Gabriela Pacheco 0000-00-00 00:00:00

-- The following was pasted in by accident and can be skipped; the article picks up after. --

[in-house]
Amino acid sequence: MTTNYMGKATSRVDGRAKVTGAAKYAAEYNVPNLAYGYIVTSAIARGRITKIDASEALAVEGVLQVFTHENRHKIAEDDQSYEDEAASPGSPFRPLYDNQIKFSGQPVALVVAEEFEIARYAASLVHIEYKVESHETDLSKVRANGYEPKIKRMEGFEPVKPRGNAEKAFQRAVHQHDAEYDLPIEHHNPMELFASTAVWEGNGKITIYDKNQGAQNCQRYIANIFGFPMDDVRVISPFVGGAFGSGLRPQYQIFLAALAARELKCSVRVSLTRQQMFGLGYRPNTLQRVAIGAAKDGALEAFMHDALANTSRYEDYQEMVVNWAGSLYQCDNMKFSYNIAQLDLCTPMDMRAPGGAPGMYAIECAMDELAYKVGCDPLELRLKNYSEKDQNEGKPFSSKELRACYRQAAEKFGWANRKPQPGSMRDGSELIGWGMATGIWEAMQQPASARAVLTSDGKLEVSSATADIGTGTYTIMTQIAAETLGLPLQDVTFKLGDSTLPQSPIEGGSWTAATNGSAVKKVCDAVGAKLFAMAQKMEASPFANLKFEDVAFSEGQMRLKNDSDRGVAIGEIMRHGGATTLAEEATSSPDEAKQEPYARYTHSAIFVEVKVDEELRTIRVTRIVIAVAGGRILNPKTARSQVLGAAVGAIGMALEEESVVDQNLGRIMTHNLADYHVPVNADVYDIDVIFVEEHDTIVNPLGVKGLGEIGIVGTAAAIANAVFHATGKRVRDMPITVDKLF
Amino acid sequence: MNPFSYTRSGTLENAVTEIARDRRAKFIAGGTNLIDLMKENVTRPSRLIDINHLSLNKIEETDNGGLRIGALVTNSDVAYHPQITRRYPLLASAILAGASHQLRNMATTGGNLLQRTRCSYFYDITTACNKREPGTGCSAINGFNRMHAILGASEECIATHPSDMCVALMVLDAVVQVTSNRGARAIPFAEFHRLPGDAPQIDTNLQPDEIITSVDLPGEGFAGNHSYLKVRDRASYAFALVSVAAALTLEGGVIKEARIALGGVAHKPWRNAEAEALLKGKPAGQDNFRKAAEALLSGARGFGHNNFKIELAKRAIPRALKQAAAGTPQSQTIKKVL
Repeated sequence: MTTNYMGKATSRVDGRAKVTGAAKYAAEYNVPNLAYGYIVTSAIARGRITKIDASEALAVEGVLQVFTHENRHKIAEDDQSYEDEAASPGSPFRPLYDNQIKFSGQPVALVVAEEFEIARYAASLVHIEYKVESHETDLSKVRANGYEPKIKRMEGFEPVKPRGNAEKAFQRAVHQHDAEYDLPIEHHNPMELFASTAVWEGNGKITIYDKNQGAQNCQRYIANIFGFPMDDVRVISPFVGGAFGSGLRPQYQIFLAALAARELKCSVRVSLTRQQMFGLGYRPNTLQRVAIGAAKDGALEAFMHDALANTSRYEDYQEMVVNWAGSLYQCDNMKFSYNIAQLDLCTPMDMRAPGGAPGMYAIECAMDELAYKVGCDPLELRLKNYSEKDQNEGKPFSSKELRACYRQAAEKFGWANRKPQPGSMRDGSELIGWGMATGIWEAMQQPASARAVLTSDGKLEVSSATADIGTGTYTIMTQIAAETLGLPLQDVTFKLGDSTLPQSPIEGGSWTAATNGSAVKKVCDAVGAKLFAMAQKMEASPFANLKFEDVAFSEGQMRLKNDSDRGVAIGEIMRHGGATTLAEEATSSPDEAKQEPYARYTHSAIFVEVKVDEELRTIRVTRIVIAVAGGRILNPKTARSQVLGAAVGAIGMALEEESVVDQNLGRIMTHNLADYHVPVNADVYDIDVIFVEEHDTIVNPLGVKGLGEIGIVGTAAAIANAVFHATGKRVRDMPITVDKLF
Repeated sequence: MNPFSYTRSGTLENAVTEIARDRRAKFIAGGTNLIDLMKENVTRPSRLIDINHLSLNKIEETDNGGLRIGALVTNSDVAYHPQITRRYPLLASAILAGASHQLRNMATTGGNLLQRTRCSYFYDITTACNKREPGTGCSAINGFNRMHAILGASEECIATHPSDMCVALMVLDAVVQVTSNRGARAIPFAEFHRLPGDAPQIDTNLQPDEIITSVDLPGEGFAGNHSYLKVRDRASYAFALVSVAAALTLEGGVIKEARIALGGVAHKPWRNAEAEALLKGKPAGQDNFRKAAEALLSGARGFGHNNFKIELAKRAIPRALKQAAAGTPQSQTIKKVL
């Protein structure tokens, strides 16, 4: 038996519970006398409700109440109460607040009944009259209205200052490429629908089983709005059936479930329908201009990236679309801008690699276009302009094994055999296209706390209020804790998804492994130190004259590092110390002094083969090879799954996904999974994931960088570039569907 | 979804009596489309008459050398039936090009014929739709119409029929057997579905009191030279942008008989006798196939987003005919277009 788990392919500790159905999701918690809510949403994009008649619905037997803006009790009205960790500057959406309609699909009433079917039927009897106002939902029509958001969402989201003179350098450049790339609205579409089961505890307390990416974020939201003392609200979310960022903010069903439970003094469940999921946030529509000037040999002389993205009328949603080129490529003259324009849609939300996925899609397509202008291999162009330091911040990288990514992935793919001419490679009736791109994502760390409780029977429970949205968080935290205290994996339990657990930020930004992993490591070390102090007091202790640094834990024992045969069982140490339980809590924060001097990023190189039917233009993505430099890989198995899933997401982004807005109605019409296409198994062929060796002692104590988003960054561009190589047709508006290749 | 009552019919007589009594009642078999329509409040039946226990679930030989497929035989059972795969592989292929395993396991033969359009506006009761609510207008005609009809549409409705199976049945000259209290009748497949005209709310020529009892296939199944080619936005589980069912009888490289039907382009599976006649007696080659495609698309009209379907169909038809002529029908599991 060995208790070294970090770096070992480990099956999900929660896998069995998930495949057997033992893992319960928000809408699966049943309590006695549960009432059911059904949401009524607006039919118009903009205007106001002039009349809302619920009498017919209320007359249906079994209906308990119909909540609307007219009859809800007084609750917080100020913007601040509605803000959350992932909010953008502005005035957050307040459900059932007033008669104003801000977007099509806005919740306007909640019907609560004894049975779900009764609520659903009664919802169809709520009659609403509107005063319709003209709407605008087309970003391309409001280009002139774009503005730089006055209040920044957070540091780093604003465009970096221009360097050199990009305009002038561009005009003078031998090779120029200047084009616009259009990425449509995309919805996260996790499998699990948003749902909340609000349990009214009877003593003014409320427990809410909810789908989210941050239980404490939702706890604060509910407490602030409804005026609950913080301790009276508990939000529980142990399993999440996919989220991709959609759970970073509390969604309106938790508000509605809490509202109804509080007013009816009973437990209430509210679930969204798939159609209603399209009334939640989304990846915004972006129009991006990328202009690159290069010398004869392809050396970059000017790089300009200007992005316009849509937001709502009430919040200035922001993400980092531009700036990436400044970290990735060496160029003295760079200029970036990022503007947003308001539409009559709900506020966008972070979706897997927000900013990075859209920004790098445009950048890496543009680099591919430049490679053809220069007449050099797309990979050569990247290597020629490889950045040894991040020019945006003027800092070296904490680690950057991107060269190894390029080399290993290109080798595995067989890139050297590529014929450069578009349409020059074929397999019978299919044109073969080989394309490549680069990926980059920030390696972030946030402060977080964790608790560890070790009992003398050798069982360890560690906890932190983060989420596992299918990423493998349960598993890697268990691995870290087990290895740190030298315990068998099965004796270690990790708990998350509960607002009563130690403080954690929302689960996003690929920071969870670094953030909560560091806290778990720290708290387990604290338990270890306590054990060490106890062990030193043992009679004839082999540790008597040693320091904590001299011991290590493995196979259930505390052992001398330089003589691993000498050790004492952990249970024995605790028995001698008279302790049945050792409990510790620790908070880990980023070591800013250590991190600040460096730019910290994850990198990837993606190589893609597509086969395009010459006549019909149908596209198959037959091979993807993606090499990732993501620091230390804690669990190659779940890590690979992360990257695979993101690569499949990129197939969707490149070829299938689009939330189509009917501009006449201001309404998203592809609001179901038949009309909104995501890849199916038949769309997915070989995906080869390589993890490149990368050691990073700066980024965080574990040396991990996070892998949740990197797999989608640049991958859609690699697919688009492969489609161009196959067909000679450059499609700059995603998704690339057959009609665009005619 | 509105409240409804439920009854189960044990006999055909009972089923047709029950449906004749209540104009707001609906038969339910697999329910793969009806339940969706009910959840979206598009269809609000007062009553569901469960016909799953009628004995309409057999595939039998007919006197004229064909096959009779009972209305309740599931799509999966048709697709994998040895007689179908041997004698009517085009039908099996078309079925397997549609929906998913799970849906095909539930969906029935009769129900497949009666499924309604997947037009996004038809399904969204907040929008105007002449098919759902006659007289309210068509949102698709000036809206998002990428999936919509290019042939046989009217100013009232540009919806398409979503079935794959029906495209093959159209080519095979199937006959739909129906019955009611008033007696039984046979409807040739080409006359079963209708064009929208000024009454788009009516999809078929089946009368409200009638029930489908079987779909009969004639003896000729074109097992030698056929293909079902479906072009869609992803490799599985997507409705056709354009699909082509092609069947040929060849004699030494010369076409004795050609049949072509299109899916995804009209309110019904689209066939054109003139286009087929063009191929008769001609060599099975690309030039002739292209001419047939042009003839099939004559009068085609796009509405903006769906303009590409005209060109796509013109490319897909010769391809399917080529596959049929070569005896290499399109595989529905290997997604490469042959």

Decipher the truth behind advertised nutrition and health claims and promotions. YES, these are AL L Heart-Healthy choices! (heh, heh, heh...NOT) The packaging says "heart-healthy." It offers a money-back guarantee. It promises to protect me from Alzheimer's. It worked for the girl in the picture-look how much weight she lost! It's an "all-natural" alternative. Lose 50 pounds in a month? I'll drink that! It's your right as a consumer to purchase and use any product on the market-but buyer beware! Health fraud- specifically the promotion of false or unproven products for profit-costs consumers billions of dollars each year. That's because so many of us expect that anything that is printed or sold must be truthful! After all, there are many federal and state agencies that write regulations to guard consumers against health fraud. Nonetheless, misleading claims about food and nutrients are difficult to control, and there are limits on what government agencies can do to curb fraudulent nutrition misinformation. Some of these types of nutrition claims are protected under the First Amendment, whether they are scientifically correct or not. This means that the burden is on you, as a consumer, to evaluate the accuracy of nutrition Claims. "Caveat Emptor" is a Latin term that means "Let the Buyer Beware." As consumers, we all should be continually educating ourselves in order to be able to: discuss the prevalence of false advertising and its implications; identify and differentiate between claim types; understand the regulation (or lack thereof) of the industry; and learn how to spot a false claim. It's important to remember that food is not magic and it is not a cure-all for what ails us, despite reading or seeing advertising that makes precisely such a claim! It's easy to be sucked in by flashy, eye catching ads, especially in a society where the only thing better than "fast" is "instant." Many of us want to believe that popping a pill, adopting a short-term treatment or eating a particular food will lessen the hard work of changing behaviors to achieve a long-lasting healthy lifestyle. And it's one thing when health fraud costs us money.it's quite another when it also risks our health! So, how do we defend both our well-being and our bank account? Knowledge is your best protection against health fraud. Because what you don't know can hurt you and the ones you love. That's why education is the first step to deciphering nutrition puzzles. This article will help you begin to train your eye to recognize the tactics of someone who is trying to sell you a product or service that is unworthy of your attention. Food Fads Nutrition fraud is the number-one example of health fraud, due to its prevalence in the areas of weight loss and disease minimization. This term is used to describe the abuses that occur as a result of misleading claims for food and/or nutrition products that capitalize on the exaggerated belief in the effects of food or nutrition on health or disease. Specifically, these are claims that assert that certain foods have special attributes which may cure disease(s); certain foods should be removed from an individual's diet because they can be harmful to the person's health; and certain foods have special health benefits and should be included in the diet. Is there some truth to these beliefs? Of course. Reputable research in nutrition science has linked certain foods and nutrients to higher and lower risks for weight gain/loss and various health conditions. For example, we know that excess fats and simple carbohydrates can contribute to increased weight. That's why misleading claims can be so compelling. And it's also why a good first step is learning more about approved health claims. Approved Health Claims The U.S. government works to regulate three different types of claims regarding a product's benefit: health, nutrient content and structure/function. A health claim describes the relationship between a food, a food component or a dietary supplement ingredient and its ability to reduce the risk of a disease or health-related condition. For example, "diets high in calcium may reduce the risk of osteoporosis." This is an approved health claim, because scientific research has proven this claim to be accurate. Another example is omega-3 fatty acids, which have been consistently associated with heart health, including some evidence to show that they can prevent heart attacks, lower the risk of certain cancers and reduce inflammatory conditions such as arthritis. A nutrient content claim is defined by a relative amount of a nutrient or dietary substance in a particular product. For example, Product X is considered "a good source" of choline, because it contains 55 mg of choline per serving, which is 10% of the daily value for choline (550mg). Certain terms, such as good source/ excellent source or high/low, are used consistently in product claims to help ensure that the claims are meaningful and representative for all consumers. Finally, a structure/function claim is defined as a statement about how a product may affect the organs or systems of the body, without mentioning a specific disease. For example, "fiber maintains bowel regularity" can be considered a credible claim. That's because it's written to describe general well-being From the consumption of a nutrient or dietary ingredient. "Calcium can help lower your risk for osteoporosis" also passes the veracity test, because it is a benefit related to a medical condition that is tied to a nutrient deficiency. It's important to note, however, that the manufacturer is responsible for ensuring the accuracy and truthfulness of these claims. Structure/function claims are not subject to review and authorization by the U.S. Food & Drug Administration (FDA), which is responsible for the vast majority of food and drug labeling in this country. Spotting False Claims The line can be very thin between an approved claim and one that is false. The most important indicator? If it sounds too good to be true.it's likely false! It's a cure for more than one ailment. It can treat or cure diseases. It's offered with limited availability. It offers "personal" testimonials. It promises no risk and offers a money-back guarantee. The advertisement or packaging uses impressive- sounding jargon ("hunger stimulation point") or alludes to exotic connections ("special Swiss formula"). It's too easy. For example, if a product claims it can "melt away fat," then why is there still an obesity problem in this country when such a miracle drug is available? Another tip is to consider the source of the claims and investigate for more information. Indeed, does the manufacturer even provide any contact information or a website? One way you can test your suspicions is to check the website address (URL). An address ending in .gov is going to be the most reliable, because it is produced by the government. A URL ending in .edu should be for that of a university/ college website with current research data you likely can trust. A .org website often is a non-profit organization that can be expected to have credible information. If the site has a .com URL, it is typically a for-profit site trying to sell you a product or service, but that does not mean the information presented is automatically bogus. Remember, a website address alone doesn't make a claim credible or untrustworthy; you are always advised to scrutinize claims and supporting research carefully. And be sure to check the date on the website.when was the last time the site was updated? Credible Claims Yes, Virginia, you can trust some of the claims you see on product advertising. In fact, there are quite a few that are worth seeking out and adding to your shopping cart. As examples, there are the Heart-Check Mark from the American Heart Association and the Whole Grain Stamp from the Whole Grains Council. Let's look a little more closely at these. The Heart-Check Mark. When the Heart-Check Mark is found on food packaging, consumers can be assured that the product has met stringent nutrition criteria established by the American Heart Association to be certified as a "heart-healthy" food. A continally updated list of products earning this certification is available at www.checkmark.heart. org/ProductsByCategory. The organization reviews a product's content for fat, saturated fat, trans fat, cholesterol, sodium and certain beneficial nutrients, such as calcium, protein, fiber and iron. Consumers can find the complete nutrition criteria on the association's website. The American Heart Association recently expanded its criteria in order to certify a wider variety of heart-healthy foods, including fish and nuts. But it does not certify any dessert products; currently limits snack certification to unsweetened popcorn; and restricts beverage certification to milk (including non-dairy alternatives), drinkable yogurts and fruit and vegetable juices. Whole Grain Stamp. With health experts uniformly advising Americans to improve consumption of whole grains, can the average consumer remember what to look for in order to distinguish whole grains from other forms? Sure, they might remember whole wheat and maybe even popcorn, but the Whole Grain Stamp from the Whole Grains Council makes it easier to identify products that meet the criteria to back that healthy claim. There are two varieties of the Stamp. If a product bears the 100% Stamp, then all of its grain ingredients are whole grains. There is a minimum requirement of 16 grams per serving for products that can use the 100% Stamp. If a product features the Basic Stamp, it contains at least 8 grams (a half serving) of whole grains, but may contain some refined grains. Each Stamp also shows a number, telling you exactly how many grams of whole-grain ingredients are in a serving of the product. The American Heart Association's Heart-Check Mark also has a version to promote whole-grain content. When you see this mark on a food label, it means the product contains 51% or more of whole grains by weight-and it is low in saturated fat and cholesterol. While the Whole Grain Stamp or the Heart-Check Mark can help guide you, keep in mind that these are independent certification programs, and companies are not required to participate. When it comes to whole grains, the bottom line is to look at the ingredient lists on product packaging and seek out those that contain one of the following ingredients in the first position on the list: whole wheat, graham flour, oatmeal, whole oats, brown rice, wild rice, whole-grain corn, popcorn, whole-grain barley, whole-wheat bulgur and whole rye. And if you are looking to add variety to the whole-grain products you serve in your school meals? Visit the Whole Grains Council (www.wholegrains council.org) for a list of companies and products. In addition, the Healthier US School Challenge criteria and guidance include an easy-to-follow flowchart. And in October, USDA issued a memorandum regarding a temporary criterion for being able to claim whole-grain-rich products through the CN Label. Staying on Trend? Another food product claim that is attracting increased consumer attention is a designation of the "organic" nature of a product. This is a term that indicates that the item has been produced through approved methods and practices that foster the cycling of resources, promote ecological balance and conserve biodiversity. The U.S. Department of Agriculture (USDA) offers a certification program; products that have at least 95% organic ingredients can carry the USDA Organic seal on their labels. [Editors' Note: See "Earth-friendly Eating," January 2011, for more information about organic certification.] Claims that a product is "natural" also are subject to varying reviews. For example, meat and poultry products are overseen by the Food Safety and Inspection Service (FSIS) at USDA, rather than the FDA. According to FSIS, the term "natural" can be used on labeling of meat and poultry products if the item does not contain artificial flavoring, coloring or a chemical preservative (among other criteria). And all products should be accompanied by a brief statement that explains what is meant by the term "natural." Consumers also are looking to confirm if a product is trans-fat-free or gluten-free. The government continues to evaluate criteria for such claims. In August, FDA reopened the public comment period on its proposed gluten-free labeling rule published four years ago. [Editors' Note: See "Refine and Define," NewsBites, October 2011, for more information about FDA's actions in this area.] Wellness = Well-Informed In summary, as consumers-and as school nutrition professionals-we should keep ourselves informed about any regulatory changes that affect health and nutrition claims made regarding foods and beverages. Before you buy, make time to do the research to ensure that information comes from credible sources. We can be our own best friend-and worst enemy- when it comes to what we put into our bodies. Fortunately, we're getting more helpful information to make good, healthy choices. Dietary supplements fall into a special category under the general umbrella of "foods," not drugs. You can learn more about how to evaluate the claims of dietary supplements online at SchoolNutrition.org. Visit www.schoolnutrition.org/ snmagazine, then click on "Current Issue" to access this webexclusive feature. The line can be very thin between an approved claim and the one that is false. The most important indicator? If it sounds too good to be true-it's likely false! Uncle Sam on Guard The U.S. government has a long history of trying to protect consumers from bogus health and nutrition claims. And some of these efforts have been on display at the National Archives in Washington, D.C., in an exhibit, "What's Cooking, Uncle Sam? The Government's Effect on the American Diet." For example, the Pure Food and Drugs Act of 1906 put a stop to the practice of selling products that had been doctored with toxic chemicals, were contaminated or misbranded. Before that, it was not uncommon for manufactured foods and beverages to include such ingredients as grass seed, coal tar, boric acid and other harmful substances. Still, it wasn't until 1965 that manufacturers were required to list their ingredients on package labels. To learn more, visit www.archives.gov/exhibits/whats-cooking.